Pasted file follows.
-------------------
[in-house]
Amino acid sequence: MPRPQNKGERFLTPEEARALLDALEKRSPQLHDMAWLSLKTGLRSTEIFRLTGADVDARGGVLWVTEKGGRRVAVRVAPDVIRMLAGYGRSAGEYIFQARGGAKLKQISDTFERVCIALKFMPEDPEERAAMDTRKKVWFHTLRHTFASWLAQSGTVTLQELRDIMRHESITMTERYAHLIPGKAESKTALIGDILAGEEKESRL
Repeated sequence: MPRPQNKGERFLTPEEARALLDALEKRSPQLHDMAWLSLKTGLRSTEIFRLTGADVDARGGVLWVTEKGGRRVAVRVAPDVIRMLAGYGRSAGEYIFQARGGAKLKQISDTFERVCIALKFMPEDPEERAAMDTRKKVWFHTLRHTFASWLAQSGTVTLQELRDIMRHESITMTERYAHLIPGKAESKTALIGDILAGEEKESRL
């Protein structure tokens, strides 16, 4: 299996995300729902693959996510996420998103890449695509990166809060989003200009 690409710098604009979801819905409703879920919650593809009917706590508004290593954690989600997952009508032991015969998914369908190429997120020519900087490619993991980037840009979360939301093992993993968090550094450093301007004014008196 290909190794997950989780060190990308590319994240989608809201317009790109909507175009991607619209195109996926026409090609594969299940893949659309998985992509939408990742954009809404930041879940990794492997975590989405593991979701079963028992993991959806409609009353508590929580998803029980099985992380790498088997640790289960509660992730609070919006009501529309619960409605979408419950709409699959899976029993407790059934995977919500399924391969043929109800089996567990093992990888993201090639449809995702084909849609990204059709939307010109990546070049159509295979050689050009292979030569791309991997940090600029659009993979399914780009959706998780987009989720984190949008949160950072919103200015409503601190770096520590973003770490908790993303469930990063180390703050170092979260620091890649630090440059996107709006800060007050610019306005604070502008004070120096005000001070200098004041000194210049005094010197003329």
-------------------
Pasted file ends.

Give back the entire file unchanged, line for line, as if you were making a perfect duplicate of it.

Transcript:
[in-house]
Amino acid sequence: MPRPQNKGERFLTPEEARALLDALEKRSPQLHDMAWLSLKTGLRSTEIFRLTGADVDARGGVLWVTEKGGRRVAVRVAPDVIRMLAGYGRSAGEYIFQARGGAKLKQISDTFERVCIALKFMPEDPEERAAMDTRKKVWFHTLRHTFASWLAQSGTVTLQELRDIMRHESITMTERYAHLIPGKAESKTALIGDILAGEEKESRL
Repeated sequence: MPRPQNKGERFLTPEEARALLDALEKRSPQLHDMAWLSLKTGLRSTEIFRLTGADVDARGGVLWVTEKGGRRVAVRVAPDVIRMLAGYGRSAGEYIFQARGGAKLKQISDTFERVCIALKFMPEDPEERAAMDTRKKVWFHTLRHTFASWLAQSGTVTLQELRDIMRHESITMTERYAHLIPGKAESKTALIGDILAGEEKESRL
């Protein structure tokens, strides 16, 4: 299996995300729902693959996510996420998103890449695509990166809060989003200009 690409710098604009979801819905409703879920919650593809009917706590508004290593954690989600997952009508032991015969998914369908190429997120020519900087490619993991980037840009979360939301093992993993968090550094450093301007004014008196 290909190794997950989780060190990308590319994240989608809201317009790109909507175009991607619209195109996926026409090609594969299940893949659309998985992509939408990742954009809404930041879940990794492997975590989405593991979701079963028992993991959806409609009353508590929580998803029980099985992380790498088997640790289960509660992730609070919006009501529309619960409605979408419950709409699959899976029993407790059934995977919500399924391969043929109800089996567990093992990888993201090639449809995702084909849609990204059709939307010109990546070049159509295979050689050009292979030569791309991997940090600029659009993979399914780009959706998780987009989720984190949008949160950072919103200015409503601190770096520590973003770490908790993303469930990063180390703050170092979260620091890649630090440059996107709006800060007050610019306005604070502008004070120096005000001070200098004041000194210049005094010197003329």